New research published in Critical Social Work reveals that dominant understandings of recovery, such as maintaining abstinence, can be experienced by service users as oppressive.
The critical discourse analysis of qualitative interviews with individuals struggling with substance use issues in rural Ontario examined power dynamics inherent to discourse on substance addiction recovery. The author concludes by offering recommendations such as training and education to address stigma and implicit biases among clinicians and the inclusion of individuals experiencing substance abuse issues in research, policy development, clinical practice, and education.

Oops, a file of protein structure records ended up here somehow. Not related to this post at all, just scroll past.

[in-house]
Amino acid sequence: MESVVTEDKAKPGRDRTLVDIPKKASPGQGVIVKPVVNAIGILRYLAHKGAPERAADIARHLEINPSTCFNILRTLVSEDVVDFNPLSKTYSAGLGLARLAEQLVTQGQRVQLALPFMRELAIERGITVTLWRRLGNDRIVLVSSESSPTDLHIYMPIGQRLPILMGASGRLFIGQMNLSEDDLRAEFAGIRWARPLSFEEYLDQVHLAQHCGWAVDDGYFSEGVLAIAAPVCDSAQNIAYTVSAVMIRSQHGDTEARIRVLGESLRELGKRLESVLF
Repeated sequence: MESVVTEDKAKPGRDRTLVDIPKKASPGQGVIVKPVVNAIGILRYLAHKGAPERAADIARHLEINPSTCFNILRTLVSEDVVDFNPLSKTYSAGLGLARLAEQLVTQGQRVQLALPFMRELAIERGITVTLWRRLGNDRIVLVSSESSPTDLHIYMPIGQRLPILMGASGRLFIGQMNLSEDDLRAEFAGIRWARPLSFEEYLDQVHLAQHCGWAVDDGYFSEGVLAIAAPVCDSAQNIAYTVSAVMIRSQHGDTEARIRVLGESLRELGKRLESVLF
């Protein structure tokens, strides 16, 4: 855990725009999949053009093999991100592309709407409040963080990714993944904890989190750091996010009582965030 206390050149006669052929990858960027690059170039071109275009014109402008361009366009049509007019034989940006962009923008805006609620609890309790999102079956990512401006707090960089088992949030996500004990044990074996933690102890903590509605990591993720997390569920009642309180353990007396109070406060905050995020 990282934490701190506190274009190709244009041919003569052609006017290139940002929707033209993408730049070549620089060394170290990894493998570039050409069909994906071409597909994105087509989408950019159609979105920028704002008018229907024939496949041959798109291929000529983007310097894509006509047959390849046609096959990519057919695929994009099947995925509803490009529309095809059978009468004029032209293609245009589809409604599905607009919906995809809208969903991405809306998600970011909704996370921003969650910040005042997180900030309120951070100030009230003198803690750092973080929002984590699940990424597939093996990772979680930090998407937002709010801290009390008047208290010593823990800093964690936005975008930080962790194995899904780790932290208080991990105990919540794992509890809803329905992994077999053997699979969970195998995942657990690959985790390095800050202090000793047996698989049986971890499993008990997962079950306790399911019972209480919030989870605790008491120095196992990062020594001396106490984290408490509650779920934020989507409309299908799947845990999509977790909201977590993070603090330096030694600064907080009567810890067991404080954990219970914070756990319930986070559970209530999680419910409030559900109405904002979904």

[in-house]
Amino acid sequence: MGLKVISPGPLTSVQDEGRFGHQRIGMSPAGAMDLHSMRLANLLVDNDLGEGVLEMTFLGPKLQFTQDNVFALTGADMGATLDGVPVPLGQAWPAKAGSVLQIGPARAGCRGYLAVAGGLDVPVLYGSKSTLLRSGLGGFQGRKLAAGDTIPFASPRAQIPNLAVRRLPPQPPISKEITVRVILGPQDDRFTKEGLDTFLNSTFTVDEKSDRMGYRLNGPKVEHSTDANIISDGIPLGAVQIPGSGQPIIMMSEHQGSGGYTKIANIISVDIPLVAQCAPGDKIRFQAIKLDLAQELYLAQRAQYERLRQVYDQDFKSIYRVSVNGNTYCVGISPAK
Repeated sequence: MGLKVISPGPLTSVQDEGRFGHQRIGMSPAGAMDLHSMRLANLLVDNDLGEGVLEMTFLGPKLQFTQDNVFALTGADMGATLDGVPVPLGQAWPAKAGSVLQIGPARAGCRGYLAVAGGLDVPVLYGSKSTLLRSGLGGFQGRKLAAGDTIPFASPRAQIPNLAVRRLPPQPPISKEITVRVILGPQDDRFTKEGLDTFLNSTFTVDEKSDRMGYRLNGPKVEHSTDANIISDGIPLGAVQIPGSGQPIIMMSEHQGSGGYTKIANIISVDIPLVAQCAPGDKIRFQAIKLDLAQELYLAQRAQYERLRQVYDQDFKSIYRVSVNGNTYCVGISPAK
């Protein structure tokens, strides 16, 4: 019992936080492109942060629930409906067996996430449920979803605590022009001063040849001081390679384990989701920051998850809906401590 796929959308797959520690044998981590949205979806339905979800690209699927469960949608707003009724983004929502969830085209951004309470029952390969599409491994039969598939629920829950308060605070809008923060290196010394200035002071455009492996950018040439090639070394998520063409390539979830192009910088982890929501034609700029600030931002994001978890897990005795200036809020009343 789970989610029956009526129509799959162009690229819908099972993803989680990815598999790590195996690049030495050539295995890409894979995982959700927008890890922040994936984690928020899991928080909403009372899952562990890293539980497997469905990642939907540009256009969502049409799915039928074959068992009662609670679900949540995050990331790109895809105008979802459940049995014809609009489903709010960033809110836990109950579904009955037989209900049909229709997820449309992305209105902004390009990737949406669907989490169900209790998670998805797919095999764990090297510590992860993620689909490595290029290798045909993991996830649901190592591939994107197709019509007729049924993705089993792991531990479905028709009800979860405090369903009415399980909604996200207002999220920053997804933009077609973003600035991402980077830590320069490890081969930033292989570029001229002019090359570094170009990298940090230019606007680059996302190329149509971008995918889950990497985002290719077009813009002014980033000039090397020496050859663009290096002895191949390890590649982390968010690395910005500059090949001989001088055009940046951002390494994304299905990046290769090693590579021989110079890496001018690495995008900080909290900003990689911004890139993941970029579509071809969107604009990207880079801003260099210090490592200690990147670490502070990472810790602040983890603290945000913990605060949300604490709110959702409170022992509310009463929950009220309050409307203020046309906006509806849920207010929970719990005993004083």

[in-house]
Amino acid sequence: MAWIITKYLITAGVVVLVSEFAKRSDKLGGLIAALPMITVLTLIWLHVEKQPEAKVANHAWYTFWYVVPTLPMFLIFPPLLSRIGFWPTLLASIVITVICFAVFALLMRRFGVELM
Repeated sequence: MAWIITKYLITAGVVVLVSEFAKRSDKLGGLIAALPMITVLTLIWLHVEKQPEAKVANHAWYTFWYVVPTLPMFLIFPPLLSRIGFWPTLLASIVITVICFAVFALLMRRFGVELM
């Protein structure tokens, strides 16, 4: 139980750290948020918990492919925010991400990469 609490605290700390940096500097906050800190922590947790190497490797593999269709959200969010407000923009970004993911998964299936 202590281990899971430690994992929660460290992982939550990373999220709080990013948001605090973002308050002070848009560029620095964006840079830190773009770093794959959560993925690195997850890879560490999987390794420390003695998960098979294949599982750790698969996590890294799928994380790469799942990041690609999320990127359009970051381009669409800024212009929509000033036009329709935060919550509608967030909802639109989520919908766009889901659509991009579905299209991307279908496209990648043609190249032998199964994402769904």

Researcher Sandra R. McNeil of the University of Windsor writes:
“By shaping who should recover, how they should recover, and what recovery should look like, recovery discourse constitutes categories of inclusion and exclusion. Viewing substance use recovery through a critical lens exposes ideological values that perpetuate substance use stigma at micro and macro levels. Equally important are the numerous, intersecting forms of stigma related to race, class, gender, sexuality, ability, appearance, geography, and types of substance use that are capable of (de)constructing structural inequities.”